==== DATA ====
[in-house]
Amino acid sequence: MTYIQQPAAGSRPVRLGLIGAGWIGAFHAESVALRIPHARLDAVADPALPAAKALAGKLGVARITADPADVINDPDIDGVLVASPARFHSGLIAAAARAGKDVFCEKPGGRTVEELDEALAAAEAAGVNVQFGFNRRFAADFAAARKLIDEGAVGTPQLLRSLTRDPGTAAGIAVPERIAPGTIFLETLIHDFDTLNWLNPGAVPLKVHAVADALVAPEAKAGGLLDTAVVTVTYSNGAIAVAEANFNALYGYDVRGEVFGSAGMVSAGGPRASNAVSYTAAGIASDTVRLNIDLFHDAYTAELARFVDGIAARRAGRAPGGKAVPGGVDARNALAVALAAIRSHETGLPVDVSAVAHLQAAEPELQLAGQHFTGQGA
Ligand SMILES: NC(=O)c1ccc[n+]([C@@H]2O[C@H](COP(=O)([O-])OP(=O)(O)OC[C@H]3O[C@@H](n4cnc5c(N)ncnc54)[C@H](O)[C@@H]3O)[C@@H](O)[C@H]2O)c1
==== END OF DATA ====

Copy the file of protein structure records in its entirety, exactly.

[in-house]
Amino acid sequence: MTYIQQPAAGSRPVRLGLIGAGWIGAFHAESVALRIPHARLDAVADPALPAAKALAGKLGVARITADPADVINDPDIDGVLVASPARFHSGLIAAAARAGKDVFCEKPGGRTVEELDEALAAAEAAGVNVQFGFNRRFAADFAAARKLIDEGAVGTPQLLRSLTRDPGTAAGIAVPERIAPGTIFLETLIHDFDTLNWLNPGAVPLKVHAVADALVAPEAKAGGLLDTAVVTVTYSNGAIAVAEANFNALYGYDVRGEVFGSAGMVSAGGPRASNAVSYTAAGIASDTVRLNIDLFHDAYTAELARFVDGIAARRAGRAPGGKAVPGGVDARNALAVALAAIRSHETGLPVDVSAVAHLQAAEPELQLAGQHFTGQGA
Ligand SMILES: NC(=O)c1ccc[n+]([C@@H]2O[C@H](COP(=O)([O-])OP(=O)(O)OC[C@H]3O[C@@H](n4cnc5c(N)ncnc54)[C@H](O)[C@@H]3O)[C@@H](O)[C@H]2O)c1